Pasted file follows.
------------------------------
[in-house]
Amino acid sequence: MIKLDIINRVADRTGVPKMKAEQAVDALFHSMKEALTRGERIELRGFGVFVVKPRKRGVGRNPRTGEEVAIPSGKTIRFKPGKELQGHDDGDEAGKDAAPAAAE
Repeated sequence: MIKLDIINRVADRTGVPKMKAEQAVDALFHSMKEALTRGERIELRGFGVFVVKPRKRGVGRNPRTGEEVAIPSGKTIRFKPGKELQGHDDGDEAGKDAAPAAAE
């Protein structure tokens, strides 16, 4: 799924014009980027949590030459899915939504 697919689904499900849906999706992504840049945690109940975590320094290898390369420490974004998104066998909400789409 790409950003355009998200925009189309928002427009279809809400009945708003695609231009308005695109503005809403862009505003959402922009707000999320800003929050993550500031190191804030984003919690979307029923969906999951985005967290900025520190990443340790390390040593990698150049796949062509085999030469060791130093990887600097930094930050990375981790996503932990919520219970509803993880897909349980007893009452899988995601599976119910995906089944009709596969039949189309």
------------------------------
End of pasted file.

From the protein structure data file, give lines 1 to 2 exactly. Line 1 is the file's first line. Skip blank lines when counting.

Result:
[in-house]
Amino acid sequence: MIKLDIINRVADRTGVPKMKAEQAVDALFHSMKEALTRGERIELRGFGVFVVKPRKRGVGRNPRTGEEVAIPSGKTIRFKPGKELQGHDDGDEAGKDAAPAAAE